New Year, New Laws
At the beginning of each year, change is always on the horizon. As is evident in the phrase “new year, new me.” In New Jersey, the beginning of the new year means new laws or changes to existing laws that govern the Garden State.
Tax changes set forth by Governor Chris Christie are among the most common changes that will be seen in 2018. New Jersey will no longer collect estate and inheritance taxes, which will make Maryland the only state to do so. This is one of two changes that will be seen within the state’s taxes. We have compiled a list of some other changes that will be coming this year:
- Minimum wage on the rise: In 2018, New Jersey’s minimum wage will be $8.60. This is a 16 cent rise from last year’s minimum wage, $8.44. In 2016, the minimum wage was $8.38. This bump in the minimum wage will positively impact an estimated 200,000 workers.
- Decrease in sales tax: As of January 1, 2018, the New Jersey sales tax decreased to 6.63 percent. Last year, the state’s sales tax was 6.88 percent. According to the New Jersey Policy Perspective (NJPP), “the tax cut would save households with income between $49,000 and $79,000, $86. Savings increase to $116 for households with $79,000 to $132,000 in income; $255 for households with $286,000 to 808,000 in income; and $723 for households with more than $808,000 in income.”
- Carbon monoxide education for drivers: New drivers will be required to learn about the dangers of carbon monoxide poisoning caused by motor vehicles. Drivers will also receive relevant safety tips and have questions geared to carbon monoxide poisoning on exams. This new law is related to the Rosa-Bonilla Family Act, which was adopted after a woman and two children died in a horrific carbon monoxide incident during snowy weather.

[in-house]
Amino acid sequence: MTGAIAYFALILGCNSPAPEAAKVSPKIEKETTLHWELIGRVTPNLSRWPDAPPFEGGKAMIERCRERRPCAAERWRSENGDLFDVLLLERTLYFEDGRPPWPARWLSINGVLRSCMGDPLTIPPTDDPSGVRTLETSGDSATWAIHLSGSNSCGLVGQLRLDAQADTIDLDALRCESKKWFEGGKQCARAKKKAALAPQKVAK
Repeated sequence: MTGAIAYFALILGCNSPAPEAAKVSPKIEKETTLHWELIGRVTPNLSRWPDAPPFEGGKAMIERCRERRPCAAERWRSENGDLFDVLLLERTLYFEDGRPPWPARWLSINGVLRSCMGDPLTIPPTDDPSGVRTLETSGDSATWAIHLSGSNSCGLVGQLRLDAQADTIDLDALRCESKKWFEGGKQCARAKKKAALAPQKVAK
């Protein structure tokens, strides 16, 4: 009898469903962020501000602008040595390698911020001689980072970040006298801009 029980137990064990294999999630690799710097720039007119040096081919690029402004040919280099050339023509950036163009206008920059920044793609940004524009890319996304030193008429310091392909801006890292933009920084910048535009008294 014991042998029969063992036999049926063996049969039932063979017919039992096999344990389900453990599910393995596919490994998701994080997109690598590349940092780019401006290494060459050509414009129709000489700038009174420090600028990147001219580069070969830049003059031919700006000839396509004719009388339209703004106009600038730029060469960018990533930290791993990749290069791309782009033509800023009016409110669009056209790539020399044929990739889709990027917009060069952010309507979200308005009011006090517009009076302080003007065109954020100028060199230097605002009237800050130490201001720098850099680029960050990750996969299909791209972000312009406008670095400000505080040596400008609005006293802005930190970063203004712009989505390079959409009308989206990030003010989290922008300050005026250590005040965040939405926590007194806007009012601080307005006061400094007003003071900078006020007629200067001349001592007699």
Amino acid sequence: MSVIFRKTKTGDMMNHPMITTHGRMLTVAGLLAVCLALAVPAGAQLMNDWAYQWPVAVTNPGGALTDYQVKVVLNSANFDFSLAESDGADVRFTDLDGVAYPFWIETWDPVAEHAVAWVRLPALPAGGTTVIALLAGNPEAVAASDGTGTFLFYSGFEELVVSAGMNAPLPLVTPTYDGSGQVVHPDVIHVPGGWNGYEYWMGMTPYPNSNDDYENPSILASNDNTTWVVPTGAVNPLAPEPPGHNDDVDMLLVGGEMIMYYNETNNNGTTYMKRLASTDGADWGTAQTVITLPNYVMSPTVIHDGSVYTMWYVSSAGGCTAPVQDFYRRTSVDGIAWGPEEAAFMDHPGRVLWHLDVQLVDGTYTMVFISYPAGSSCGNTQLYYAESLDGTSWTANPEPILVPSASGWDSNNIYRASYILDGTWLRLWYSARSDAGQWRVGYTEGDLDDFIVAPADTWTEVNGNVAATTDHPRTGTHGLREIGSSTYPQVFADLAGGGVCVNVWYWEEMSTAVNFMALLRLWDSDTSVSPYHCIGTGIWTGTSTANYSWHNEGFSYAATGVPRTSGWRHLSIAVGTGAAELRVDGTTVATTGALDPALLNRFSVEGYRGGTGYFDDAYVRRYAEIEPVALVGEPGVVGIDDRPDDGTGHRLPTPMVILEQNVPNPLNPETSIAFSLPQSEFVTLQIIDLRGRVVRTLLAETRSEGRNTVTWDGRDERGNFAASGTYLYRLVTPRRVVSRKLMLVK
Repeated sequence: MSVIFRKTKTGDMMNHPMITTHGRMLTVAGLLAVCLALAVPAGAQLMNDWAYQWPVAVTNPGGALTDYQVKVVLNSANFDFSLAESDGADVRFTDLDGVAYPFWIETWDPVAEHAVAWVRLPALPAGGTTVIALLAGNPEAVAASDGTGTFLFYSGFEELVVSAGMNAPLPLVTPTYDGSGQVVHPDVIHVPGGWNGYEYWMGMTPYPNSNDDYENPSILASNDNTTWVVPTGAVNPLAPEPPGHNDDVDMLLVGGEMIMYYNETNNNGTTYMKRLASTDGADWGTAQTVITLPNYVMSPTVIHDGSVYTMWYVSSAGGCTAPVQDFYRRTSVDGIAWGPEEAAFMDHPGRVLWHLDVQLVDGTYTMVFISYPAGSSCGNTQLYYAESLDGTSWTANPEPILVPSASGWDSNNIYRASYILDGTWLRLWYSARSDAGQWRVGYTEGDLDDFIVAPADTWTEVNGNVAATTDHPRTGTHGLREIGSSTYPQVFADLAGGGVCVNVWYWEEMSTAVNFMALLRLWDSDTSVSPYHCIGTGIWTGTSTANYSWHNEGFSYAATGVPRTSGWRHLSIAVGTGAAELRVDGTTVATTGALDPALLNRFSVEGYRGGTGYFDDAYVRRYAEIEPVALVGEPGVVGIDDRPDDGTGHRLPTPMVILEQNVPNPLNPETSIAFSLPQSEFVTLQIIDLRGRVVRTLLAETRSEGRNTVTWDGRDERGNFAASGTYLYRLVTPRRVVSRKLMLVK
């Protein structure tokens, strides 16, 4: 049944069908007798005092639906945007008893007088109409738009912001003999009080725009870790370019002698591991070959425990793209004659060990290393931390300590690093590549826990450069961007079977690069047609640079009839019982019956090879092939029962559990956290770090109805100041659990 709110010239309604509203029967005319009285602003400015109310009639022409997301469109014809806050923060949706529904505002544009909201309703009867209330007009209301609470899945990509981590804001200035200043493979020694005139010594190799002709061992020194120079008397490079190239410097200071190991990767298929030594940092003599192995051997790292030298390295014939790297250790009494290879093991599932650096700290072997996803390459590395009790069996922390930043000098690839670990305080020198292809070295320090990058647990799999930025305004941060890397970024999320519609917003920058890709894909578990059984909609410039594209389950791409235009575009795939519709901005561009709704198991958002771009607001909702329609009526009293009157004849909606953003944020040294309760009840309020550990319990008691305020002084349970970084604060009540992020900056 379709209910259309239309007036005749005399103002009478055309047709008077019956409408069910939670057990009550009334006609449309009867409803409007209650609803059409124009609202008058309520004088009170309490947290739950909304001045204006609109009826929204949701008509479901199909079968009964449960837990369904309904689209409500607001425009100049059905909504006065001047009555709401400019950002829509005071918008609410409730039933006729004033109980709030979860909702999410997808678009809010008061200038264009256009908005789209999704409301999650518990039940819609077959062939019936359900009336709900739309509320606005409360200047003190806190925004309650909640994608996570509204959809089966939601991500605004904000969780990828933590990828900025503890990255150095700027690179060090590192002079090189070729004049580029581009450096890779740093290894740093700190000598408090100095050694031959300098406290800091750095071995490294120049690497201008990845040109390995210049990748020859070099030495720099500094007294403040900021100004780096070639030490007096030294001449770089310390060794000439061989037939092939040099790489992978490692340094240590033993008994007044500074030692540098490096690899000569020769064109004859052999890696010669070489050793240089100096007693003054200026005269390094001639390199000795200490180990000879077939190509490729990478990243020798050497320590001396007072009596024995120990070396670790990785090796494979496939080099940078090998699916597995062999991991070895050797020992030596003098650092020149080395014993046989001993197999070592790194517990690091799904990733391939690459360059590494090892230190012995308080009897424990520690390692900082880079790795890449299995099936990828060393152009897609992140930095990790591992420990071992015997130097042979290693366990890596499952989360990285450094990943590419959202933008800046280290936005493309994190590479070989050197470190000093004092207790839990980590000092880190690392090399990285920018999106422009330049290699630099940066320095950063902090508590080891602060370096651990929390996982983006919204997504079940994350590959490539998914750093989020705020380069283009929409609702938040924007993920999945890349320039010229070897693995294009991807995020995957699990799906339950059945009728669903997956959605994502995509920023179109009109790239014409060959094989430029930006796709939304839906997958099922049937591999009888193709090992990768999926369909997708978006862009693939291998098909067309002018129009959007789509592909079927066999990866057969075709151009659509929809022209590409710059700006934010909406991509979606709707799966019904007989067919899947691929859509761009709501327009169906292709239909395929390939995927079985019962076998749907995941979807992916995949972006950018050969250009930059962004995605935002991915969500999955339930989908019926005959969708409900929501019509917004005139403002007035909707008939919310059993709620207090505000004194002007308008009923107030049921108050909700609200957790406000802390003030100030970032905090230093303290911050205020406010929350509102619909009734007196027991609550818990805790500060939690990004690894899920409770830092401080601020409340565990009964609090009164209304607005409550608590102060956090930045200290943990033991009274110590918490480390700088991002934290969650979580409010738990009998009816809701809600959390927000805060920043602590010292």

- Driver’s licenses get new expiration dates: Instead of Garden State driver’s licenses expiring on the last day of the month every four years, licenses will now expire four years on your birthday. This change was made to cut down the wait times and lines that form at motor vehicle agencies at the end of each month.
- Increase in the retirement income tax exclusion: The income tax break for retirees increased significantly. According to the NJPP, the changes to this exclusion include the limit(s) for married couples filing jointly to pay state income taxes will increase by $20,000 each year until 2020; a married person filing separately will increase by $10,000 each year until 2020; and individuals filing will increase $15,000 each year until 2020.
There are other minor laws that came into effect when the new year rang in, but the above-mentioned laws and changes to existing laws are ones that will affect Garden State residents in their majority.
If you have questions about any New Jersey law in particular or if you are in need of legal presentation at the start of the new, the Law Offices of Anthony Carbone is here to assist you. Contact our Firm today.